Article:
George Allen’s racist politics

With Washington’s football fortunes already floundering after one meaningless preseason game, our focus today is on George Allen and the Redskins.

But make no mistake: This is no nostalgia trip back to Washington’s good old days, when the capital’s pols, pundits and workaday scribes cheered as one for the old football coach and his team that won behind an offensive line called The Hogs.

Today we take a hard look at the newest racial slur controversy in politics — and also tell a tough truth about an old slur that won’t go away.

Sen. George Allen, R-Va., the son of the old coach who chose politics over football, just found a way to follow in his dad’s footsteps — by making himself famous for his own offensive line. He repeatedly referred to a young man of Indian heritage by making up a name for him — “Macaca” — which many Web sites say means a monkey.

It happened while the proudly conservative Allen was campaigning for re-election as senator this fall — a first step toward his real goal: To be your next president.

Allen began his talk at a rural outdoor rally in Break, Va., the old fashioned way: “My friends, we’re going to run this campaign on positive, constructive ideas. And it’s important that we motivate and inspire people for something.”

At that moment, Allen inspired himself to ad lib. He pointed at a dark-skinned, 20-year-old man of Indian heritage whose job it is to videotape Allen’s speeches for Democratic challenger James Webb, a standard campaign practice. The young man, S. R. Sidarth, was born and raised in Fairfax, Va., and is a senior at the University of Virginia.

“This fellow here, over here with the yellow shirt, Macaca, or whatever his name is. He’s with my opponent. He’s following us around everywhere. And it’s just great,” Allen. He went on for 55 seconds and, as his audience began to laugh and whoop, Allen led them in belittling applause for his dark-skinned fellow Virginian, whom he treated as a foreigner. “Let’s give a welcome to Macaca, here. Welcome to America and the real world of Virginia.” Allen used that to segue into his topic du jour — “My friends, we’re in the midst of a war on terror … ”

Later Allen maintained he did not know what “Macaca” means. But Google knows _ most Web sites say it is a monkey in Asia and Africa. Some Europeans use it as a racial slur about African immigrants. Allen later tried the explanation that Macaca sounded like “Mohawk,” which could refer to Sidarth’s haircut except he doesn’t have one. Instead, he has a cut known as a “mullet” — short hair on the top and sides and in front, but long in the back.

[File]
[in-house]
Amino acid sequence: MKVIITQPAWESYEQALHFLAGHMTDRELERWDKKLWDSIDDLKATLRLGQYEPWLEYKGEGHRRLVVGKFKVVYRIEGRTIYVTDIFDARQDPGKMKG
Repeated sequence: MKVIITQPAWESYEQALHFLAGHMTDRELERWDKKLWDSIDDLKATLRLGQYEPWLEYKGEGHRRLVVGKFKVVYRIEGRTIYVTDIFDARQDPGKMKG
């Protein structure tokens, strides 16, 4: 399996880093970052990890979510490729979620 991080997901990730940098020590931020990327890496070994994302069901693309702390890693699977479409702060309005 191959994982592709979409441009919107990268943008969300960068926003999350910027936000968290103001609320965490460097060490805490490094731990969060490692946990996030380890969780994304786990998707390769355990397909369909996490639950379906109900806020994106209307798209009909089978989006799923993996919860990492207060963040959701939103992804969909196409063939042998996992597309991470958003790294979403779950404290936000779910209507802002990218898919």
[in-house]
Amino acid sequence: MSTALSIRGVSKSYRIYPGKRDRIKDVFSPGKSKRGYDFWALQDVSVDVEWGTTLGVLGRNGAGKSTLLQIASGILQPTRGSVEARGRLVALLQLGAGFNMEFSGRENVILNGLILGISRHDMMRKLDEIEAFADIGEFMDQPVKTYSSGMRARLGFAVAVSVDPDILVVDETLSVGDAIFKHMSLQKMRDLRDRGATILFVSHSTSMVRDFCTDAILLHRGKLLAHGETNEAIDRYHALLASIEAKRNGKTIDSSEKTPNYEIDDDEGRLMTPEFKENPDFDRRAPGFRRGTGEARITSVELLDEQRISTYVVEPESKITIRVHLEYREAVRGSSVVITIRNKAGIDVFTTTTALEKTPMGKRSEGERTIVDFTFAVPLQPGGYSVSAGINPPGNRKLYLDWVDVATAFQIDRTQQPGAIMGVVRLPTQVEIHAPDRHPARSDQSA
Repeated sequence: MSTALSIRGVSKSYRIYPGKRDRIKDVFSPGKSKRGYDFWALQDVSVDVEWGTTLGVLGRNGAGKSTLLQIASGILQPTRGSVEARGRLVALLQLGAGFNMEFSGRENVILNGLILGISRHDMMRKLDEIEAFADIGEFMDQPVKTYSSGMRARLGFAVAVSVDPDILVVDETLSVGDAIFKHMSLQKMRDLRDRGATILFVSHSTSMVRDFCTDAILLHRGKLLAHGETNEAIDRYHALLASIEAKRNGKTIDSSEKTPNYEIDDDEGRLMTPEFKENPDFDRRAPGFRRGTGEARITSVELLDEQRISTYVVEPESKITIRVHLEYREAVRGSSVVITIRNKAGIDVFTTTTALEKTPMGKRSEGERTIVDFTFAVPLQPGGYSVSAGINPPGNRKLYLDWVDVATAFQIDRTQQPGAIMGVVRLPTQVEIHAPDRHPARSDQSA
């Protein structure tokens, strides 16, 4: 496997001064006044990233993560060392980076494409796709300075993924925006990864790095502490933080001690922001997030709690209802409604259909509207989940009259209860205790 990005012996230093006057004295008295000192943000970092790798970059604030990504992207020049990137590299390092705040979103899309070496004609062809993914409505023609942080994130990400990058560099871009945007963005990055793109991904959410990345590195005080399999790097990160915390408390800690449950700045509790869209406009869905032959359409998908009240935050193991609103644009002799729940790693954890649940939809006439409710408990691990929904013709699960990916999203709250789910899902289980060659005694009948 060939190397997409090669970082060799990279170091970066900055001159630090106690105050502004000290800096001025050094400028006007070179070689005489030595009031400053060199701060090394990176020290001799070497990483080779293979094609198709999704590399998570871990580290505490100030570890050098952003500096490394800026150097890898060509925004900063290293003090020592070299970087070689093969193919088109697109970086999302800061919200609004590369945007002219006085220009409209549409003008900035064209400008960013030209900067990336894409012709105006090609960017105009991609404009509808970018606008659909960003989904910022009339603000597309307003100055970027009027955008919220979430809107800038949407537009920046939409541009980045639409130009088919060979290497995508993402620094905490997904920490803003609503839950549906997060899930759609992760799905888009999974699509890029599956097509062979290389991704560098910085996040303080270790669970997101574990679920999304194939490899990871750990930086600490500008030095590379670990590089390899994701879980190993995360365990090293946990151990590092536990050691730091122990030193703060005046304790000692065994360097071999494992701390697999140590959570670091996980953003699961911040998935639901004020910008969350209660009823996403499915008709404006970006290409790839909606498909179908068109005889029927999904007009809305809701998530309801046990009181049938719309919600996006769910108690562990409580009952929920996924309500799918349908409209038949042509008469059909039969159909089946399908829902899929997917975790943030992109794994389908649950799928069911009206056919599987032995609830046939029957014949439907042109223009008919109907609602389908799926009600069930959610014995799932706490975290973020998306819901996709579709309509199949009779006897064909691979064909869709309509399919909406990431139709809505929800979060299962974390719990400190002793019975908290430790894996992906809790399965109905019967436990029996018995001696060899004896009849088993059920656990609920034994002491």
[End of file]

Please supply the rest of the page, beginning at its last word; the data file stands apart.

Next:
Allen has had past controversies due to an infatuation with the Confederate flag. Initially, Allen’s campaign said he had nothing to apologize for. Later, as controversy erupted, he apologized.

All of that is pathetic and contemptible. Why, when cornered, do politicians play dodge ball with the truth and toss us explanations that are insultingly phony? Does anyone think that if the Webb campaign’s videotaping job were being done by a white Anglo-Saxon protestant that the senator still would have repeatedly called him by a made-up name of “Macaca” and treated him as a foreigner? Of course not. Allen looked out, saw a dark-skinned face, and off he went, discriminating at first sight.

Which brings us to one more tough truth about skin color. We cannot claim to be racially color-blind when we still surround ourselves with skin-color vestiges from the bad old days. It is time for straight-talk about the football team the senator and I both cheer for — the Washington Redskins.

Now, I’ve never felt team nicknames such as “Chiefs” and “Braves” must go; they don’t malign and denigrate, they honor and celebrate. But “Redskins” can only be about the red color of skin. That’s the way the English language works. We would never countenance naming a team the Whiteskins, Yellowskins, or Brownskins.

St. John’s University solved the same problem years ago by changing their “Redmen” to “Red Storm.” I like that. Washington can federalize it: Washington Red Storm.

But if we in Washington really are ready to tell tough truths, we can choose between two kindred, candid alternatives: Washington Red Ink; Washington Red Tape. I’ll go first.

Strike up the band: “Hail to the Red Tape!”

(Martin Schram writes political analysis for Scripps Howard News Service. E-mail him at martin.schram(at)